“Too many Americans go to too many prisons for too long for no good law enforcement reason,” Holder said.
The steps announced by Holder will result in greater reliance on state courts and local communities in handling low-level, nonviolent drug crimes and will increase use of drug-treatment programs in the federal system. Holder also announced expansion of the “compassionate release” program for early release of elderly prisoners who have served a substantial majority of their federal sentence.
“We have learned a lot since the widespread enactment of draconian, one-size-fits-all mandatory minimum sentencing laws in the 1980s. A growing number of states have enacted ’smart’ sentencing and corrections laws that place greater reliance on community-based resources, including drug courts, drug treatment, halfway houses and home confinement for low-level drug offenders. These changes have resulted in significant savings to taxpayers while fully protecting public safety,” ABA President Laurel G. Bellows said.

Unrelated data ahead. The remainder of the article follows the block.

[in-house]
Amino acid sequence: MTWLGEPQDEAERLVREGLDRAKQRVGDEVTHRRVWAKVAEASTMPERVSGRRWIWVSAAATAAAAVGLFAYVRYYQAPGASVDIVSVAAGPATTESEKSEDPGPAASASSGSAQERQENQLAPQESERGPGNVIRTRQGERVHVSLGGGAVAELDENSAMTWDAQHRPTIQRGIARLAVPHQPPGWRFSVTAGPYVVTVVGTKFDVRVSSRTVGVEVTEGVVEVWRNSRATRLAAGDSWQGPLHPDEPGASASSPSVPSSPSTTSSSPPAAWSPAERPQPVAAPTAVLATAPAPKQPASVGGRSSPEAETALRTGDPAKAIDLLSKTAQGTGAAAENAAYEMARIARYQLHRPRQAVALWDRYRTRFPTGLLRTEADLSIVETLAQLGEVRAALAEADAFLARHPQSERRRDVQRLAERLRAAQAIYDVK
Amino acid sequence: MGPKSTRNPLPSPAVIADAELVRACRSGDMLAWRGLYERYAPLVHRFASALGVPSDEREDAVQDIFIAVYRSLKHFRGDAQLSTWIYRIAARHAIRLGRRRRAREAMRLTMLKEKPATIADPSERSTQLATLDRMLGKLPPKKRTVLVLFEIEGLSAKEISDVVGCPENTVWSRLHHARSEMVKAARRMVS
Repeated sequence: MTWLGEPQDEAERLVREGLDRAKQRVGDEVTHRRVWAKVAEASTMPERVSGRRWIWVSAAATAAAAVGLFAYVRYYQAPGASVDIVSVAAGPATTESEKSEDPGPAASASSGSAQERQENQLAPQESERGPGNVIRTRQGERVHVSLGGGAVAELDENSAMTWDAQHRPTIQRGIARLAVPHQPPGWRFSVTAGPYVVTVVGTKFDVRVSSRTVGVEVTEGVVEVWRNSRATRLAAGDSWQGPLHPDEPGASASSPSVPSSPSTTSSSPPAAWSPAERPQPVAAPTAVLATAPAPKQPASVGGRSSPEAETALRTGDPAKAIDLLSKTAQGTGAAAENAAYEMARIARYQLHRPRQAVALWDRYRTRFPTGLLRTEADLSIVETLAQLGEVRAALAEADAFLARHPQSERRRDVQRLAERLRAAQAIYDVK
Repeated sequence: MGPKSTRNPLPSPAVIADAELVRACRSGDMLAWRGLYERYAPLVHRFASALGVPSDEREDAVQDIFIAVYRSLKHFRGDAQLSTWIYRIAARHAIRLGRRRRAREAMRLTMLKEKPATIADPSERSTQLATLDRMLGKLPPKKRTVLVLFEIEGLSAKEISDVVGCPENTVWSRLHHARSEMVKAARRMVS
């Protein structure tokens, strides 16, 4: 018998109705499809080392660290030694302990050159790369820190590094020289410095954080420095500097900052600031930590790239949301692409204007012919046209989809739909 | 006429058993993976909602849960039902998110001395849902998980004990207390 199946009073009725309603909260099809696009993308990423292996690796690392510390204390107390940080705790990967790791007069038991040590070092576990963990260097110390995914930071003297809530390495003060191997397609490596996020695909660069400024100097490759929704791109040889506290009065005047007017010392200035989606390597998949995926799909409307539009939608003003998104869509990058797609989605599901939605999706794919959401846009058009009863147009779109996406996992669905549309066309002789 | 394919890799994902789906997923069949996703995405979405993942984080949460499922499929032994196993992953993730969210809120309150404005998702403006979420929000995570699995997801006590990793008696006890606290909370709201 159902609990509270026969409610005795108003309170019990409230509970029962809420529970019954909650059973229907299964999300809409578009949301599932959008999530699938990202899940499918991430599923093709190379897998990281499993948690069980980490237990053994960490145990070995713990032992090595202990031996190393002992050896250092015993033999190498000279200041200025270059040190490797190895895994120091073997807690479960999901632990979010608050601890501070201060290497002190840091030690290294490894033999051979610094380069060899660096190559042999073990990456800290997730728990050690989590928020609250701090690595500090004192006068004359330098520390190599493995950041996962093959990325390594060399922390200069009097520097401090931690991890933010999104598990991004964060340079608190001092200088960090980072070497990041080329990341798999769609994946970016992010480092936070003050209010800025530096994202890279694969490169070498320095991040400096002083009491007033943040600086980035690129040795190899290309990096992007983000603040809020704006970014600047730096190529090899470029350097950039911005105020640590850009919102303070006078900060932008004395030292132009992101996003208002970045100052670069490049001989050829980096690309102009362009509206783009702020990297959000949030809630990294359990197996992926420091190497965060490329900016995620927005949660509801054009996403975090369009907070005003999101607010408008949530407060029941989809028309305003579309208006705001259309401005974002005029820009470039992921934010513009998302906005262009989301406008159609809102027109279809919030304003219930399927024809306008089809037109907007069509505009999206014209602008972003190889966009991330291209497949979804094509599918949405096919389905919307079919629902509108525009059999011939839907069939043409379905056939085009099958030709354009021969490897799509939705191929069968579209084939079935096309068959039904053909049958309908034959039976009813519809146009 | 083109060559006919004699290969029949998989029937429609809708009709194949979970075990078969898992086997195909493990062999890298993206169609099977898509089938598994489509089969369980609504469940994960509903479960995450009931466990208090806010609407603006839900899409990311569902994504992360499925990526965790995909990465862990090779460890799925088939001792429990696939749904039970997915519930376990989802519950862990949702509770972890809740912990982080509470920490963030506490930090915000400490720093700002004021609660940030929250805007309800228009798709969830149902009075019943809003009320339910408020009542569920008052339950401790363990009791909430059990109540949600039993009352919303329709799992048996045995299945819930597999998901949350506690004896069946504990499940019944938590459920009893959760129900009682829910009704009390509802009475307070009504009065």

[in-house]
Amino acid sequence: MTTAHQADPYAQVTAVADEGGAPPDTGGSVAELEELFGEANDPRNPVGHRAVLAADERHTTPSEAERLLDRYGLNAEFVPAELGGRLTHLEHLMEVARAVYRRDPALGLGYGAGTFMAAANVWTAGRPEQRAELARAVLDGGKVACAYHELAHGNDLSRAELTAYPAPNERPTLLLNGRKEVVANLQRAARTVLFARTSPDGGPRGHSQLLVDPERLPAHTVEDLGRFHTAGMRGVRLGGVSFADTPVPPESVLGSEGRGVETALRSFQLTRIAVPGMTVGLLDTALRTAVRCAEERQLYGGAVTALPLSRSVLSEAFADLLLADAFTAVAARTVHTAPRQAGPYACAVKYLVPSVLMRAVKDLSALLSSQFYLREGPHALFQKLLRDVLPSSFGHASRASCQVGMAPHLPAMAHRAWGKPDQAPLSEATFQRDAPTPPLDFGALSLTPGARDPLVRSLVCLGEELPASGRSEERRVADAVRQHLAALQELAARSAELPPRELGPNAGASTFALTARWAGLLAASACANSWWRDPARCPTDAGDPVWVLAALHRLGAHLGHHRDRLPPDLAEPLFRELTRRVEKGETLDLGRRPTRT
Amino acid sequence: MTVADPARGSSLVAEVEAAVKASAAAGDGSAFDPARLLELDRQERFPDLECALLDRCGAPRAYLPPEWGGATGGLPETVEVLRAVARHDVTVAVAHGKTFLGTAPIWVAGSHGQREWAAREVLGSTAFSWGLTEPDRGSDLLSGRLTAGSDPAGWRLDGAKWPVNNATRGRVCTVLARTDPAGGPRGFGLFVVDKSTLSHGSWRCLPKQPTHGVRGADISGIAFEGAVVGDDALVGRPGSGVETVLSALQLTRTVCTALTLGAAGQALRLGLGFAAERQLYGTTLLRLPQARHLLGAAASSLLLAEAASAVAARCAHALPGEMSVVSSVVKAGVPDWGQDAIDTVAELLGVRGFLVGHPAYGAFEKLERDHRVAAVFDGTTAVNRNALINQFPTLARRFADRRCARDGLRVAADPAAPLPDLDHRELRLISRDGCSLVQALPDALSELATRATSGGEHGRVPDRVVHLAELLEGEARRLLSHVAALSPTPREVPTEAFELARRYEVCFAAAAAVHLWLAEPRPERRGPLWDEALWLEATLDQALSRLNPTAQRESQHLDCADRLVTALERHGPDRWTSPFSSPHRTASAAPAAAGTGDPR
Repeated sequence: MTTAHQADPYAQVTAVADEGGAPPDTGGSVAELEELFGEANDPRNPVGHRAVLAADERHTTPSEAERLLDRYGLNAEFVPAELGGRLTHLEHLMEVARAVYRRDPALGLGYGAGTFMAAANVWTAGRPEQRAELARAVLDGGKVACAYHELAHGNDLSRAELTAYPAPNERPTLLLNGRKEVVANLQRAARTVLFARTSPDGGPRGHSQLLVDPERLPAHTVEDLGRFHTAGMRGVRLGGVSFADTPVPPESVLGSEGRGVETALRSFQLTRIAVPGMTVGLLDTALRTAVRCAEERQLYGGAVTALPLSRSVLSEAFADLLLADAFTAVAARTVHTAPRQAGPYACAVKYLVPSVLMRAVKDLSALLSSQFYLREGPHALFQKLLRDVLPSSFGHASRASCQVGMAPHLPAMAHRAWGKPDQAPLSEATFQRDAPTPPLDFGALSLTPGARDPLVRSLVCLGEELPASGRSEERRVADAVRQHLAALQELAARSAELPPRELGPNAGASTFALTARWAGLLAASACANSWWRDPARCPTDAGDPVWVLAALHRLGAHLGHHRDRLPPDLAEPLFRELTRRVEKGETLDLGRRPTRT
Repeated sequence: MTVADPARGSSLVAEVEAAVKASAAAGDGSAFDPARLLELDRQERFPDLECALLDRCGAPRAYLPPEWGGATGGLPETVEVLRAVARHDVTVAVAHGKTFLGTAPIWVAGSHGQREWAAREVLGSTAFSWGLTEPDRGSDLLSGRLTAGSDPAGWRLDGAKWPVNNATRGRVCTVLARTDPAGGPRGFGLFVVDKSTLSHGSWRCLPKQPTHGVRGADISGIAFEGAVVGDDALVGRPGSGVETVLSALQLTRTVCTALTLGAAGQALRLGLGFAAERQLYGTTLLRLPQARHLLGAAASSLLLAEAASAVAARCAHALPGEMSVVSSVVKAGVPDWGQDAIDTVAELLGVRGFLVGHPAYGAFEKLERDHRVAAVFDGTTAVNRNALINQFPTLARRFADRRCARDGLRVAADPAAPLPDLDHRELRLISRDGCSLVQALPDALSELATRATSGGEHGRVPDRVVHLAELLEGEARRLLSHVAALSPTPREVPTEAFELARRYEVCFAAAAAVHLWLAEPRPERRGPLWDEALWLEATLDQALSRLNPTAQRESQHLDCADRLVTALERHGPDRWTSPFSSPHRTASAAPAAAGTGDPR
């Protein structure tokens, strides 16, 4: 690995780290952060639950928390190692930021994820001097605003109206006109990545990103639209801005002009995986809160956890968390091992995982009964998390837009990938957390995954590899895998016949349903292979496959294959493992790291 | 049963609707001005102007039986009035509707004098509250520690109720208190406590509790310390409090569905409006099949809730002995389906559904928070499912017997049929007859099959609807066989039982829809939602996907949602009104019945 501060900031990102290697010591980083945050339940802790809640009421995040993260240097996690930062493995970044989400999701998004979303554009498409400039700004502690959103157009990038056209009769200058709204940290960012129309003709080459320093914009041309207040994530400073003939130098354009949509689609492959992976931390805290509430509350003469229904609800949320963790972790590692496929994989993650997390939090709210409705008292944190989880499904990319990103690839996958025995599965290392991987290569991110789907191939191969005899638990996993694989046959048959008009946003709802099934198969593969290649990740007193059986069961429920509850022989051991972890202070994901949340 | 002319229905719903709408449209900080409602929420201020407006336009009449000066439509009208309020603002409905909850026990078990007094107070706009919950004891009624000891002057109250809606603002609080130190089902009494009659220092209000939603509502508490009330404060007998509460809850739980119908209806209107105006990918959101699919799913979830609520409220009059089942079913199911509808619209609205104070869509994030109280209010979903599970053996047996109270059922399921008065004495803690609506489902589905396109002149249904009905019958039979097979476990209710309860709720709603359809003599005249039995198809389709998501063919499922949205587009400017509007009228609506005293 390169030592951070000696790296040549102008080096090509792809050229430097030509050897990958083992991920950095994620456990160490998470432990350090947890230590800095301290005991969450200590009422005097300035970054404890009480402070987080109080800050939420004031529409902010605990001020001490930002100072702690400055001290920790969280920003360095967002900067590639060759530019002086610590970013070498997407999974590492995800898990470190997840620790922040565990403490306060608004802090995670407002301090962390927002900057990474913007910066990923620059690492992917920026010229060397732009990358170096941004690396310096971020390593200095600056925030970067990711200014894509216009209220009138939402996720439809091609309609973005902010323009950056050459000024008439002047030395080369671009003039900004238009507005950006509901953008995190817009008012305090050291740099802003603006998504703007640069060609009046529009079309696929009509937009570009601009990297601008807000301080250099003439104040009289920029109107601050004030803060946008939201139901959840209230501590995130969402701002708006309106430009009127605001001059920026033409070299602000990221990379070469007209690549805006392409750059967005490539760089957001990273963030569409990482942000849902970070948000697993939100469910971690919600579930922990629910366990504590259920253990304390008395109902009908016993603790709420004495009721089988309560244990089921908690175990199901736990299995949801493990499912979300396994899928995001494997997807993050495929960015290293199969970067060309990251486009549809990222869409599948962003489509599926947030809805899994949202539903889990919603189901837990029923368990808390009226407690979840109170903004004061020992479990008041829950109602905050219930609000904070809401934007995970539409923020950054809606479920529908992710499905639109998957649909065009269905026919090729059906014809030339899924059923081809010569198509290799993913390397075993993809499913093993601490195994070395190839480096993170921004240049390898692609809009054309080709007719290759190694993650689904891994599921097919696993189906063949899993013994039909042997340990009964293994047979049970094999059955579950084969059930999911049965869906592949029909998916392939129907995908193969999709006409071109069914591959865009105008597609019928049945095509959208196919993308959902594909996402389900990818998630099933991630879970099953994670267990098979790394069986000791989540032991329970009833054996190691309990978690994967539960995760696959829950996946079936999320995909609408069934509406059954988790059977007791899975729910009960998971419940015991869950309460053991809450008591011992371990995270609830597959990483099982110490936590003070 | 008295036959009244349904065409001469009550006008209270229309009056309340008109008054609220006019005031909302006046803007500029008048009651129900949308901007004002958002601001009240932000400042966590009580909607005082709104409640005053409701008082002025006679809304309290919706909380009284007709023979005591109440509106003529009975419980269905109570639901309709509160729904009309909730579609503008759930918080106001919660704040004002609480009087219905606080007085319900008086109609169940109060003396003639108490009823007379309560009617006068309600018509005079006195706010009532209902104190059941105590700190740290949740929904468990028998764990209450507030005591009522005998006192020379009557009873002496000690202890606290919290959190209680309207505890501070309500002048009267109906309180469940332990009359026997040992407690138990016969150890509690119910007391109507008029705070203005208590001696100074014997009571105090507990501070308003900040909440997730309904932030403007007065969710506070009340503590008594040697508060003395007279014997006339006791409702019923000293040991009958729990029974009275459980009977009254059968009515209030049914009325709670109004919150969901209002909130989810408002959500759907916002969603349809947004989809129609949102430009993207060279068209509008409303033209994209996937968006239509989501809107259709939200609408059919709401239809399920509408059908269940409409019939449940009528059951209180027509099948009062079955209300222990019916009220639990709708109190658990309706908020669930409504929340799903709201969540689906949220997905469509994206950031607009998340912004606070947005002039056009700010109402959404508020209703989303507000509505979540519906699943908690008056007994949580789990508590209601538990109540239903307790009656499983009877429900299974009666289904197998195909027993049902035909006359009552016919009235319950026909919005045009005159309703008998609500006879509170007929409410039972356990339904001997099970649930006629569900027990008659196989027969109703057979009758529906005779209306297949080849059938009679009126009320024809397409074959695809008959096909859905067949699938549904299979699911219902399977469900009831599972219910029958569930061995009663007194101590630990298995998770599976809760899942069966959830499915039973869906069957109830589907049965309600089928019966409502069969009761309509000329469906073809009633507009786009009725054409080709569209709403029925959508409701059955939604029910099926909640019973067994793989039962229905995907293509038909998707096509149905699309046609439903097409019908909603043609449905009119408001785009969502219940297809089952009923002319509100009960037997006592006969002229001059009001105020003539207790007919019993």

“The level of incarceration and the fiscal and human costs under current federal policies are unsustainable. Already, the growth in the budget for the Federal Bureau of Prisons is crowding out and resulting in the elimination of vital law enforcement programs. These changes outlined by Attorney General Holder today are welcome and much-needed steps toward bringing the federal system into line with smart, evidence-based policy that will better serve taxpayers and public safety.”
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